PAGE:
Article Info

Article Type
Mini Review
Publication history
Received: Mon 14, Dec 2020
Accepted: Sat 30, Jan 2021
Published: Fri 19, Feb 2021
© 2023 Shi Lei. This is an open-access article distributed under the terms of the Creative Commons Attribution License, which permits unrestricted use, distribution, and reproduction in any medium, provided the original author and source are credited. Hosting by Science Repository.
DOI: 10.31487/j.JFNM.2020.03.02

Author Info

Corresponding Author
Shi Lei
School of Applied Science, Temasek Polytechnic, Singapore

Figures & Tables

Science Repository

Table 1: Leading egg producing countries worldwide in 2018 (in number of eggs in billions).
(Source: Statista 2020, Link)


  1. Food and Agricultural Organization (2017) FAO Publications Catalogue 2017. United Nations: Food and Agricultural Organization.
  2. Food and Agriculture Organization of the United Nations: Statistics Division (FAOSTAT) (2014) Production: Livestock Primary: Eggs Primary.
  3. Food and Agriculture Organization of the United Nations (FAO) (2012) World Egg Day.
  4. International Egg Foundation (IEF) (2014) New International Egg Foundation Launched to Help Combat Malnutrition in Developing Countries.
  5. Miranda JM, Anton X, Redondo Valbuena C, Roca Saavedra P, Rodriguez JA et al. (2015) Egg and egg-derived foods: effects on human health and use as functional foods. Nutrients 7: 706-729. [Crossref]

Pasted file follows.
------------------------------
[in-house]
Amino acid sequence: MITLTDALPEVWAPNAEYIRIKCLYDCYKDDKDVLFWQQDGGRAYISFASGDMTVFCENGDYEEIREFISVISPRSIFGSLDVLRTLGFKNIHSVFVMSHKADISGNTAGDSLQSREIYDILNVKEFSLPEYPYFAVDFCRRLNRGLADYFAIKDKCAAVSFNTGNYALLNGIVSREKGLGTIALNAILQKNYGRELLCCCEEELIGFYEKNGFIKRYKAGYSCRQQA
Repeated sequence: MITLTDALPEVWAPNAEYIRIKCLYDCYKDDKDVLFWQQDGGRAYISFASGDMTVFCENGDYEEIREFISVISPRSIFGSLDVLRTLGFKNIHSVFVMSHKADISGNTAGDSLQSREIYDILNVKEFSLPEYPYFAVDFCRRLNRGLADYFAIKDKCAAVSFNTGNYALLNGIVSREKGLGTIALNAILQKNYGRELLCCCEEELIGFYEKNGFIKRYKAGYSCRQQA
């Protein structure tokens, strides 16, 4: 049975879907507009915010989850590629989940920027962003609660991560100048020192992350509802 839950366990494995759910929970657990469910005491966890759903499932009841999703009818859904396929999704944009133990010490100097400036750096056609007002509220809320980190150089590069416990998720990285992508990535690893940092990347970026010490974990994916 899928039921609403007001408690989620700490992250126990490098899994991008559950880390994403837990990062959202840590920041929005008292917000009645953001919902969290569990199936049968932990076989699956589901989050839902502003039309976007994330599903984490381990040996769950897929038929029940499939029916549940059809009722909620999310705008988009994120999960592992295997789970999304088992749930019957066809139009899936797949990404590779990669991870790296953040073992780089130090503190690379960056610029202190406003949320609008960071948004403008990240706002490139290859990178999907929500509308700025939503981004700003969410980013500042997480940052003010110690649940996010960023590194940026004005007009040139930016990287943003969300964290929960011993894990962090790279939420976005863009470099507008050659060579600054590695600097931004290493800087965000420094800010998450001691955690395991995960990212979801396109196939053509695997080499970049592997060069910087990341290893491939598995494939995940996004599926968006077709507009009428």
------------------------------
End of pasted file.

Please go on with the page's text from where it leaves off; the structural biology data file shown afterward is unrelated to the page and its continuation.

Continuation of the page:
6. Zaheer K (2015) An updated review on chicken eggs: production, consumption, management aspects and nutritional benefits to human health. Food Nutrit Sci 6: 1208-1220.
  7. Conway A (2012) China Remains World’s Top Egg Producer in 2012. WATTAgNet.
  8. Windhorst HW (2011) Special Economic Report: The Role of the Egg in the Global Poultry Industry. Scient Res.
  9. Iannotti LL, Lutter CK, Bunn DA, Stewart CP (2014) Eggs: the uncracked potential for improving maternal and young child nutrition among the world’s poor. Nutr Rev 72: 355-368. [Crossref]
  10. Meyer BJ, Mann NJ, Lewis JL, Milligan GC, Sinclair AJ et al. (2003) Dietary intakes and food sources of omega-6 and omega-3 polyunsaturated fatty acids. Lipids 38: 391-398. [Crossref]
  11. McNaughton SA, Marks GC (2002) Selenium content of Australian foods: a review of literature values. J Food Composit Analysis 15: 169-182.
  12. Rizzi C, Marangon A (2012) Quality of organic eggs of hybrid and Italian breed hens. Poult Sci 91: 2330-2340. [Crossref]